Geology & Geophysics News

Evolving the Geodetic Infrastructure

Enhancements to the largely invisible framework will enable researchers to investigate pressing questions about our planet’s future.

By Jack Lee

The shape and position of Earth are constantly changing. Geodesy is the branch of geophysics that studies these properties—our planet’s size, orientation, and gravity—which are crucial for answering important Earth and space sciences questions: How will sea levels rise in the coming decade? What are the precise orbits of satellites? What are the patterns in a volcano’s magma migration? How is elevation determined? Pursuing these questions requires maintenance and improvement of the geodetic infrastructure—the instruments, software, and expertise that provide precise measurements.

“It’s like a freeway system or something—it’s really fundamental,” said David Sandwell, a marine geophysicist at Scripps Institution of Oceanography in San Diego. Sandwell chaired the committee behind a report addressing geodetic infrastructure, released in 2020 by the National Academies of Sciences, Engineering, and Medicine (NASEM). The report provides recommendations to ensure that researchers will be able to continue using geodetic approaches to tackle diverse Earth science questions, from sea level change to weather models to geological hazards. These research areas were highlighted in an earlier decadal survey funded by NASA, NOAA, and the U.S. Geological Survey (USGS).

Terrestrial Reference Frame

The primary need for the geodetic infrastructure is to define a terrestrial reference frame, a set of 3D coordinates organized around Earth’s center of mass. The more correct this reference frame is, the more accurate and stable satellite orbits are. This accuracy provides scientists with better data sets.

The terrestrial reference frame relies on four techniques. Very long baseline interferometry (VLBI) measures radio signals from distant quasars to measure Earth’s orientation in space and scale. Satellite laser ranging (SLR) relies on short pulses sent to satellites; the return times can be used to trace satellite orbits and calculate Earth’s center of mass and scale. The Global Navigation Satellite System (GNSS), which includes GPS, and the Doppler Orbitography by Radiopositioning Integrated on Satellite (DORIS) system provide additional global measurements. Raw data from these systems are combined and analyzed to produce the International Terrestrial Reference Frame (ITRF). The ITRF is a group effort, the report describes: “All parties involved work in an open international collaborative environment to provide the most accurate reference frame for science and applications.”

The report recommends the deployment of more VLBI and SLR stations and the establishment of more receivers that can interface multiple GNSS systems. Such improvements would provide more coverage and improve the accuracy and stability of the terrestrial reference frame.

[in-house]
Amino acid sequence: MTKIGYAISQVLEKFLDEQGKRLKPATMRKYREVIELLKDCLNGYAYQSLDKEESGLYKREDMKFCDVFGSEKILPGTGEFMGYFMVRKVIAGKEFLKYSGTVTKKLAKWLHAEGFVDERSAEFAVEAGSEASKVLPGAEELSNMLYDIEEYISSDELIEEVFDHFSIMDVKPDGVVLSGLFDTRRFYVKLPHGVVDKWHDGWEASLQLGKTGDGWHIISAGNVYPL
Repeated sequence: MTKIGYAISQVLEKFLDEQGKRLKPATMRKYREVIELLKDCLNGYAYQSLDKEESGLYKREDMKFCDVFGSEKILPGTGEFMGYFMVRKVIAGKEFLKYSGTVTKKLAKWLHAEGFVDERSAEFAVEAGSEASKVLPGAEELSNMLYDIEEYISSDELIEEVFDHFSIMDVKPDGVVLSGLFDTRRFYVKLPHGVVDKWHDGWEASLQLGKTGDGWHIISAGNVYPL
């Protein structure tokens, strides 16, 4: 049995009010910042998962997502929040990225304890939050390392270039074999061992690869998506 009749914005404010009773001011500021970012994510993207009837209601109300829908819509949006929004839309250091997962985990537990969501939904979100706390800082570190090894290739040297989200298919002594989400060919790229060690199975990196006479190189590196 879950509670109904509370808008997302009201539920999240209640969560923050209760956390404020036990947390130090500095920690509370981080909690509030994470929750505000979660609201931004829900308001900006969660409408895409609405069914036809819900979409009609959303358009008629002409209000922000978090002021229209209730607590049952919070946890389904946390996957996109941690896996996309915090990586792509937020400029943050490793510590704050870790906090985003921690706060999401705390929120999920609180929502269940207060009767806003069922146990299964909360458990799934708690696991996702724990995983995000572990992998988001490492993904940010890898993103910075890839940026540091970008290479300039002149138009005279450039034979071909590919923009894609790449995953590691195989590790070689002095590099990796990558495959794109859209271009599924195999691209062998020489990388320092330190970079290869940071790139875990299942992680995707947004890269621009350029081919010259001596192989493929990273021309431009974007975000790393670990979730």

Geodetic infrastructure like this is critical for determining the precise orbits of satellites described in the decadal survey, said Shin-Chan Han, a geodesist at the University of Newcastle in Australia. “Such precise orbit is mandatory to achieve all the identified important science problems,” he said. Han reviewed the NASEM report but wasn’t directly involved in its preparation.

Monitoring Land Subsidence

Geodetic infrastructure is also crucial in hydrology. GPS and interferometric synthetic aperture radar (InSAR), a satellite-based technique for measuring land deformation, have transformed how scientists study land elevation changes due to groundwater removal and recharge.

“I just can’t imagine waking up one morning and saying, oh, the GPS constellation isn’t working anymore,” said Michelle Sneed, a USGS hydrologist who was part of the committee that authored the NASEM report. One area that Sneed monitors is the San Joaquin Valley, an agriculture region in central California that has changed dramatically because of groundwater pumping for irrigation. From 1925 to 1977, the land surface in this area subsided about 9 meters because of compaction. Sneed and colleagues used continuous GPS and InSAR to assess land subsidence in the west central San Joaquin Valley and explored potential risks to the California Aqueduct.

The techniques also indicated that Coachella Valley has stabilized, likely because of projects that increased recharge and reduced reliance on groundwater. “The integration of these different geodetic techniques…adds different pieces to the stories,” Sneed said. “InSAR is this great spatial tool. But if you want a daily value of the land surface at any one point, then you need continuous GPS.”

Additional Infrastructure

Maintaining geodetic infrastructure faces significant challenges, the NASEM report notes. Making the software for processing raw geodetic data widely available is one such challenge, and compensating for an aging workforce is another. “I’m concerned about a shortage [in the] geodesy workforce,” Han said.

Maintenance and enhancement of geodetic infrastructure will be crucial for addressing the Earth science questions outlined in the decadal survey. As described in the report, “the international geodetic infrastructure is the largely invisible foundation of Earth system science and applications.”

—Jack Lee (@jackjlee), Science Writer

Citation: Lee, J. (2021), Evolving the geodetic infrastructure, Eos, 102, https://doi.org/10.1029/2021EO161271. Published on 28 July 2021.
Text © 2021. The authors. CC BY-NC-ND 3.0
Except where otherwise noted, images are subject to copyright. Any reuse without express permission from the copyright owner is prohibited.